Dads to get new ante-natal rights

From tomorrow fathers and partners, including surrogate parents, have the right to take time off work to attend up to two ante-natal visits.

The new legislation, which will apply from day one of employment, allows for up to two visits for a maximum of 6.5 hours each. To be eligible dads and partners need to have a “qualifying relationship” with the pregnant woman or the child. More than one employee may have visit rights with the same woman, for instance, if the father and the partner of the woman are different.

Agency workers may also be entitled to the leave, depending on how long they have been with their agency.

Other legislation coming in from 1st October covers equal pay audits. If an employment tribunal finds there has been a breach of equal pay legislation after 1 October, it must order an equal pay audit of the company involved, unless any exemption applies, for instance, if the benefits of the audit will not exceed the disadvantages of carrying it out. The results of the audit should be made public. From 1st October, the national minimum wage will rise from £6.31 to £6.50 an hour.

Commenting on the changes, Emily Chalkley, Associate at Charles Russell LLP, said: “Employers should consider adopting a clear policy of how requests [for antenatal visits] will be dealt with and the parameters for refusal.  Employers could be liable for compensation payable at twice the hourly rate for the period when the employee would have been entitled to be absent.”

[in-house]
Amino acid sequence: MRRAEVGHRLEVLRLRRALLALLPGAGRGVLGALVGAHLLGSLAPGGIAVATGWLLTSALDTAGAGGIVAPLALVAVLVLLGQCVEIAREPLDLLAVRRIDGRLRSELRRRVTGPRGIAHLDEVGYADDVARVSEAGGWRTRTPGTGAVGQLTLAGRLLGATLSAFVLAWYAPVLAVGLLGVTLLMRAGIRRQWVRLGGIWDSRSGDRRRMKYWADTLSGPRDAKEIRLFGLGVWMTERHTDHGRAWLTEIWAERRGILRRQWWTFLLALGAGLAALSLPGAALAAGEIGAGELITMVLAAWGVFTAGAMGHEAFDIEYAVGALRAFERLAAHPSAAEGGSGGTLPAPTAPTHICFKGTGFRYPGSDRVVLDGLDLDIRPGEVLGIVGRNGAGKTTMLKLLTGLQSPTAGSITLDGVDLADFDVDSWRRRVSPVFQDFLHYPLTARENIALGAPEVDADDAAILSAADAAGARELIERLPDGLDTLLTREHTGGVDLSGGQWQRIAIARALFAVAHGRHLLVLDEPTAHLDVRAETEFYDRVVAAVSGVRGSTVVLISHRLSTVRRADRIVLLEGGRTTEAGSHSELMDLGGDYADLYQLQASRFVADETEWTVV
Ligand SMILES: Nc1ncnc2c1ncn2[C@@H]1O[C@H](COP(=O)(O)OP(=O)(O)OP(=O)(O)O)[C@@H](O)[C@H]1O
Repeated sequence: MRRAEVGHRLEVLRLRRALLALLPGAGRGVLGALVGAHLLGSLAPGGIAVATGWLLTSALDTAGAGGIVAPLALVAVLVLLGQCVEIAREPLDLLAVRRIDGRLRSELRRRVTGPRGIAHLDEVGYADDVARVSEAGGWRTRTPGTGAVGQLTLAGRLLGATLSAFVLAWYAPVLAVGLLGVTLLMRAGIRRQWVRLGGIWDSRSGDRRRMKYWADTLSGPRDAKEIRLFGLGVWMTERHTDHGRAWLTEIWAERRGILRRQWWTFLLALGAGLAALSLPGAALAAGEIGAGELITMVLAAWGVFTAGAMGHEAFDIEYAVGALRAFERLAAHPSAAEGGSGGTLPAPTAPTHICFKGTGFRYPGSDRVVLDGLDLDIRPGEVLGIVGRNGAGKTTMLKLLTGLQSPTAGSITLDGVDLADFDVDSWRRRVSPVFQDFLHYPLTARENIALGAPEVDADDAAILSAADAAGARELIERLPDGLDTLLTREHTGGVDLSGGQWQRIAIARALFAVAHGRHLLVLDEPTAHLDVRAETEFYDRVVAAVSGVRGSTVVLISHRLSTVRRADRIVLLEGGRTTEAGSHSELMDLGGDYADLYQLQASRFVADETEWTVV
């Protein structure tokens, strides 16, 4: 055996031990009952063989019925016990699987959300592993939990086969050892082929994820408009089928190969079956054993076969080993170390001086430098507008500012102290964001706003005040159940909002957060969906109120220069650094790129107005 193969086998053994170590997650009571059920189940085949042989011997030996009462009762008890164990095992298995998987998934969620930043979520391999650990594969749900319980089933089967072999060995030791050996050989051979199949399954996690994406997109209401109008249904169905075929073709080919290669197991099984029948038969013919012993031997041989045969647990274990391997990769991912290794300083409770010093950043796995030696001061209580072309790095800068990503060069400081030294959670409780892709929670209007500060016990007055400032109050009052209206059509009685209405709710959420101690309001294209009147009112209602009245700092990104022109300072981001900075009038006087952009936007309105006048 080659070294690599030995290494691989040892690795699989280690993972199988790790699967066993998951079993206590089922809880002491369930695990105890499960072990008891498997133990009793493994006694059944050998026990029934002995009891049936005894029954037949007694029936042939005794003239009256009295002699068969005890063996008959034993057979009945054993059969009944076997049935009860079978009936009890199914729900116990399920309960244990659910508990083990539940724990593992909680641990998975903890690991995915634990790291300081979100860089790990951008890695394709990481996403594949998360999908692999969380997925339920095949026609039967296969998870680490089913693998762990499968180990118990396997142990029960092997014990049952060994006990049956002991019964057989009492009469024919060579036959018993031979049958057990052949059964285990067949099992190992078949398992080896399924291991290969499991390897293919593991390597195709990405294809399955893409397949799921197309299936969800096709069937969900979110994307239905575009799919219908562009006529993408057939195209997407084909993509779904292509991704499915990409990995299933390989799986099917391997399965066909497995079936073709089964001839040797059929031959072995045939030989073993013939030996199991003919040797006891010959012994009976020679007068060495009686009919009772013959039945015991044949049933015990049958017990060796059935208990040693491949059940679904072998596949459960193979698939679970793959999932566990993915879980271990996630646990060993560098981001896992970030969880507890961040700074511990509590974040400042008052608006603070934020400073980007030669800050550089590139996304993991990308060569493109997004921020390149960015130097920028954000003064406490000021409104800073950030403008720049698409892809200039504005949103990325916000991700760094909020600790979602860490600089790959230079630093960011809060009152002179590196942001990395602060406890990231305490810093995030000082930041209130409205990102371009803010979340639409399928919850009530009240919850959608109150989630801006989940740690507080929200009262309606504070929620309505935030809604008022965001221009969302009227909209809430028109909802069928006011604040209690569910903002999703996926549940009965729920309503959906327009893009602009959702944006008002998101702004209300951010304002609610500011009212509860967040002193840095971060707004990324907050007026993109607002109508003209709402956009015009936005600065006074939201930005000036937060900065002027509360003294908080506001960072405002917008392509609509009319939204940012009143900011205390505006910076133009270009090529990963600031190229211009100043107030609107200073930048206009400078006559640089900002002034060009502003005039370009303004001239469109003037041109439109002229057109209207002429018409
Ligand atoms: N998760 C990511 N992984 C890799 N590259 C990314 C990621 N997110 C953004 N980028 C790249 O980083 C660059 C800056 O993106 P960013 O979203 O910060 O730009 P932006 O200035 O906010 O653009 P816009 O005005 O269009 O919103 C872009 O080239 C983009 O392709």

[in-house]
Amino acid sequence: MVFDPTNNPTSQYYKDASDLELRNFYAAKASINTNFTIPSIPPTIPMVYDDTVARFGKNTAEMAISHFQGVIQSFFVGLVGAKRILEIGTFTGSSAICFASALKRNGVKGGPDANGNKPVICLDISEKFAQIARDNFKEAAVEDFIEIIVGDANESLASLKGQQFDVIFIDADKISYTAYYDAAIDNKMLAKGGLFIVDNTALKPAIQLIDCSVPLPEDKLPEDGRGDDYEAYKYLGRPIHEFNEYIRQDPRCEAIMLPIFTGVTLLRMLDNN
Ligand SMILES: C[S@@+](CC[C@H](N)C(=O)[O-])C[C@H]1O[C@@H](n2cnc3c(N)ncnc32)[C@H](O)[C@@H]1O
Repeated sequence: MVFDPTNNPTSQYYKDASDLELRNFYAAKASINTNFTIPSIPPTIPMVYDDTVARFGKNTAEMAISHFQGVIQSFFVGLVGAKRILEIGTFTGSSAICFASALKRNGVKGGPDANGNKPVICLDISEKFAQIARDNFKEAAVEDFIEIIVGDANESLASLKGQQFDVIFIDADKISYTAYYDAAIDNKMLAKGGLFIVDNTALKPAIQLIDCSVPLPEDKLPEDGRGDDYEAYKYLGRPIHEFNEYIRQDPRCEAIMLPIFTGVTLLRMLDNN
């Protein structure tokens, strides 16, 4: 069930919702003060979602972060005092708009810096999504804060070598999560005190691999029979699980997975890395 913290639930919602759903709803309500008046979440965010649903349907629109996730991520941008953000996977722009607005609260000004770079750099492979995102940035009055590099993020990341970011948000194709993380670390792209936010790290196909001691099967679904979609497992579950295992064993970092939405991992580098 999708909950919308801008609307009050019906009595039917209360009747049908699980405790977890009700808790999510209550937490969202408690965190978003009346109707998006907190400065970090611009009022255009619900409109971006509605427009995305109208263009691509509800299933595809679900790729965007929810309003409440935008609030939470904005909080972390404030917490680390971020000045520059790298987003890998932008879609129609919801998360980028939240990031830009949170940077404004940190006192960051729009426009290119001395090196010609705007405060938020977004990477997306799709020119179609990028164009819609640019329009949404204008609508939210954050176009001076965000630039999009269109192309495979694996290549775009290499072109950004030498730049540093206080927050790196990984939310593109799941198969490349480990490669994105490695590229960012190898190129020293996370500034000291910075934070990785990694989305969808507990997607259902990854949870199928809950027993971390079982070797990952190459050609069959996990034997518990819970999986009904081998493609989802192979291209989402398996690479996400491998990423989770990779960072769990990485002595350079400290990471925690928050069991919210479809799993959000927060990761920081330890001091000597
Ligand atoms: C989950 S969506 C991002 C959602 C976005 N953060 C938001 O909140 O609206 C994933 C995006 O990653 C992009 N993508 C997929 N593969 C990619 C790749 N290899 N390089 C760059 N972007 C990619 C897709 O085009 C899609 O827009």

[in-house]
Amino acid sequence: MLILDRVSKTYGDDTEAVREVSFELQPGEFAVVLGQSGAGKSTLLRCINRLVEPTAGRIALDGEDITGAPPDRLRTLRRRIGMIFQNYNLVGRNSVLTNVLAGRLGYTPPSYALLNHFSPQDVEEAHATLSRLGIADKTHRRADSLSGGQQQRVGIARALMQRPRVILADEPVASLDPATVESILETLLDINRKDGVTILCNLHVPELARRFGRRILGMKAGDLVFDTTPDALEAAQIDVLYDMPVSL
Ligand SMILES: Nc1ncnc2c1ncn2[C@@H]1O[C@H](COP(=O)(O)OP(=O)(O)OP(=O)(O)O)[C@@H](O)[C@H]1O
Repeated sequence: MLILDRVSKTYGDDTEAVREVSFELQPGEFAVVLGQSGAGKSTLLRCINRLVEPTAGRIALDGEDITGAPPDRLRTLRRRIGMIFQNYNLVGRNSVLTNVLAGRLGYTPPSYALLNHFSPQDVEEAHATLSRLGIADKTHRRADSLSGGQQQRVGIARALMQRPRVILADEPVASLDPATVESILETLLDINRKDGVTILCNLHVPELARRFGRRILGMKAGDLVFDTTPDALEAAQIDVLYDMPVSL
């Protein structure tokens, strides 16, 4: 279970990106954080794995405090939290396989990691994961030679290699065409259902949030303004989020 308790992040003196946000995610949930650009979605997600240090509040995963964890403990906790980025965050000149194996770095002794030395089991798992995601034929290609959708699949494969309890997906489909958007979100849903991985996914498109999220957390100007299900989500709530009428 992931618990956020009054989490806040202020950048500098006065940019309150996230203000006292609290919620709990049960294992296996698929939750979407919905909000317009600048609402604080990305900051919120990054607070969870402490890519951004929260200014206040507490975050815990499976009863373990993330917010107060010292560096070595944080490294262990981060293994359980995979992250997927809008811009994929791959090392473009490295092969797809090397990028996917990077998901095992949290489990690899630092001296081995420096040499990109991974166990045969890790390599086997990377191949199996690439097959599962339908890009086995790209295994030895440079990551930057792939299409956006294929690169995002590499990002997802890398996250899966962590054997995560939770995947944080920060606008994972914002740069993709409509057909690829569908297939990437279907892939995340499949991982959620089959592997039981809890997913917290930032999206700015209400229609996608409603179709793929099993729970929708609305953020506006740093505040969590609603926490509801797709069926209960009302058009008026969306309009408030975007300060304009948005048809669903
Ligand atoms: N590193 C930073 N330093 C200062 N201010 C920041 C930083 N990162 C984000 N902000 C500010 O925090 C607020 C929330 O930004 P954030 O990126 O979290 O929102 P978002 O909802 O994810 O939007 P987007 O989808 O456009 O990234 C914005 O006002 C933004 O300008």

She added that for equal pay audits employers could be subject to a fine of up to £5,000 if they do not comply with an order to carry out an equal pay audit. She stated: “It is recommended that employers take pre-emptive action such as considering their pay practises and carrying out a pay review to mitigate the risks of successful gender pay claims.”

Minister for Women and Equalities Jo Swinson said: “Nearly forty years on from the Equal Pay Act, there is simply no excuse for employers who pay people less because of their gender.  These new rules mean that companies who break the law on equal pay will be forced to evaluate their pay structures to prevent further violations.”



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